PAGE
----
Dec 20Raw WaterNDND4.912.672.880.5980.318NDNDND0.308NDND1.98ND4.80.157ND3048.621
Finished WaterNDND5.092.592.780.5650.3140.0747NDND0.0027NDND1.97ND5.080.337ND28.247.003
Dec 12Raw WaterNDND24.813.36.4101.0500.5950.1600.0280.0300.284NDND3.10ND8.590.511ND55.00113.858
Finished WaterNDND24.612.56.160.9380.5590.1440.04430.07590.219NDND3.1ND7.950.591ND37.694.481
Dec 5Raw WaterND33.950.529.381.070.6830.07270.0003NDNDNDND4.590.1479.210.7169.0256.6203.809
Finished WaterND26.731.718.86.340.940.5920.0752NDNDNDNDND4ND7.930.95215.380.1193.429
Nov 27Raw WaterNDND8.083.983.450.5620.3180.05620.00860.04150.32NDND4.390.1276.880.3189.31103140.841
Finished WaterNDND7.633.973.750.5470.3180.0125NDNDNDNDND4.120.1417.260.4649.6986.4124.303
Nov 22Raw WaterNDND8.724.133.910.6330.3510.0554NDNDNDNDND3.880.1187.190.2119.0878.3116.578
Finished WaterNDND8.243.854.550.6270.3570.0285NDND0.0016NDND4.730.1198.270.48315.489.2135.856
Nov 14Raw WaterNDND14.26.865.240.8210.428NDND0.0162NDNDND5.35ND10.30.2610.483.5137.4
Finished WaterND16.612.96.075.120.8150.5130.0684NDND0.0048NDND5.41ND8.530.3428.8177.7142.883
Nov 7Raw Water8.762322.212.96.250.940.5550.1110.0118NDNDND1.25.030.2479.530.1814.8145250.715
Finished WaterND22.922.112.66.030.9430.664NDNDNDNDND1.024.390.192100.25915.51.09205.598
Oct 31Raw WaterND23.218.311.36.260.8780.5020.168NDNDNDND1.016.780.23111.60.33442.4120242.963
Finished Water8.1923.919.811.76.020.8980.4980.108NDNDNDND1.165.710.20110.80.17330.382.8202.258
Oct 24Raw Water9.1524.62414.56.790.9570.7410.1330.0309NDNDND1.55.830.25510.50.11913.7160270.944
Finished Water9.7324.925.414.56.920.9320.597NDNDNDNDND1.065.740.28111.30.20815.7172289.268
Oct 17Raw Water13.630.331.919.88.651.250.7490.1530.03590.01530.0502ND2.127.380.35513.90.14714245389.258
Finished WaterND28.32918.38.531.190.6770.07890.02240.00040.0104ND1.686.590.2512.40.16813.2272392.397
Oct 11Raw Water12.729.429.822.27.991.220.9180.4030.3790.5570.826ND1.66.810.29112.30.10315.5184326.997
Finished WaterND32.830.421.97.961.230.8080.1780.1010.07610.086ND1.46.440.196130.12518.9168303.9428
Oct 3Raw Water10.923.323.116.77.081.020.7240.104NDNDND6.461.126.90.45712.3ND1.6163374.775
Finished Water10.424.822.316.17.21.080.9840.4120.2690.03640.07245.771.266.630.52212.60.01490.774265377.5376
Sep 26Raw Water7.3117.513.99.985.630.8380.5030.207NDNDND4.581.174.90.2459.750.099911.1243330.7129
Finished Water7.3516.913.59.144.180.6810.4080.134NDNDND4.050.893.750.1326.80.15710.5282360.572
Sep 20Raw Water11ND15.310.45.780.9710.6830.2090.0504ND0.105NDND6.74ND13.8ND12.655.8133.4384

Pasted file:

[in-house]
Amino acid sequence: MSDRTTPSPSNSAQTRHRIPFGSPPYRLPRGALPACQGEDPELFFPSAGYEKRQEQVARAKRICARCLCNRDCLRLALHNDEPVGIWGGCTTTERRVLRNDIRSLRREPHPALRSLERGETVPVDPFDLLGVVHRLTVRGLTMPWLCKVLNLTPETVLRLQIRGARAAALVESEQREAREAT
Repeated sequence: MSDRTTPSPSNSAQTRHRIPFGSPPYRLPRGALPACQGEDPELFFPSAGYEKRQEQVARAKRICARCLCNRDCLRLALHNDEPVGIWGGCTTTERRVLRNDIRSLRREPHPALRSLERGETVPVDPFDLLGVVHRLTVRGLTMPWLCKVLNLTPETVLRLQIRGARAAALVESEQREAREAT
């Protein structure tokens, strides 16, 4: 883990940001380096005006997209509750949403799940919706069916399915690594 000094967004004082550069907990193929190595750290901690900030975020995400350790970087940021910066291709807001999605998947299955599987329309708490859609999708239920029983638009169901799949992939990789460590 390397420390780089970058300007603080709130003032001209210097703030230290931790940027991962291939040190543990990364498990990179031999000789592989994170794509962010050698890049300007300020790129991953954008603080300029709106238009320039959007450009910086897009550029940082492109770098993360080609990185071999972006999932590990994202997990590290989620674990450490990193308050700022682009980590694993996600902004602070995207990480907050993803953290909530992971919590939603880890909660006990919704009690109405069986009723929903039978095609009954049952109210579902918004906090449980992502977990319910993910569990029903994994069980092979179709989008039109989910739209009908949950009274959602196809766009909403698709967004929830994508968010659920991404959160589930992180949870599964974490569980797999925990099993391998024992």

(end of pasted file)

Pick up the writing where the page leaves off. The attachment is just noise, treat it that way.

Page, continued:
Finished WaterNDND14.410.35.570.9350.6920.2160.0469NDNDNDND7.08ND13.40.2861162.2126.1259
Sep 13Raw Water6.56ND13.39.745.040.6140.4470.0318NDNDNDND1.085.22ND10.30.06880.65455.1108.1556
Finished WaterNDND159.924.850.6330.412NDNDNDNDND1.145.28ND9.430.2220.82968.6116.316
Sep 6Raw WaterHurricane DorianNo Samples Taken
Finished Water
Aug 29Raw Water6.571614.39.716.440.9650.9530.1080.1020.09040.414ND1.78.710.36415.20.218.59212302.426
Finished Water7.431714.39.055.680.860.8170.03640.0223NDNDND0.9226.280.1912.20.4537.28212294.521
Aug 22Raw Water11.929.629.722.78.881.451.380.3940.5930.6331.53ND0.8955.640.27914.90.18611.3103244.96
Finished Water1230.328.8228.11.181.070.1580.077NDNDND0.8674.970.16511.60.32811.7280413.509
Aug 15Raw Water10.923.924.920.28.211.160.7810.0245NDNDNDND0.8235.230.099212.7ND2.57111.4977
Finished WaterND24.123.718.67.280.9520.602NDNDNDNDND0.5954.690.050510.20.162.8993.8195
Aug 9Raw WaterND15.810.56.975.020.7320.4770.0126NDNDNDND0.4384.930.017110ND6.461.2967
Finished WaterND12.910.56.074.630.630.4650.0215NDNDNDND0.4074.16ND8.50.3356.1154.7285
Aug 1Raw Water7.811816.812.66.540.8740.5770.011NDNDNDND0.8445.610.079412.4ND2.7284.786
Finished WaterND18.818.412.66.540.8990.5310.057NDND0.0284ND0.7115.660.05312.50.2121.9178.901
July 25Raw Water8.9715.815.49.9312.91.26NDNDNDNDNDND1.987.88ND21.51.2213.5110.34
Finished WaterND5.285.062.992.140.3650.2030.0416NDNDNDNDND2.290.1345.280.09141.0324.905
July 18Raw Water9.115.614.91011.91.16NDNDNDNDNDND1.596.89ND21.52.7712.5107.91
Finished WaterND18.118.410.77.171.190.913NDNDNDNDND1.526.87ND17.20.34115.798.104
July 11Raw Water10.824.122.114.18.521.421.210.502NDNDND5.712.077.470.62218.10.25810.2127.182
Finished Water10.224.922.714.28.241.281.050.332NDNDND61.596.330.46714.90.29518.3130.784
July 3Raw Water9.5820.821.712.98.681.571.140.3630.245NDND5.381.916.670.50317.20.3366.22115.197
Finished Water7.616.216.39.115.761.010.7960.2320.0806NDND4.731.274.550.35910.70.3823.9583.0296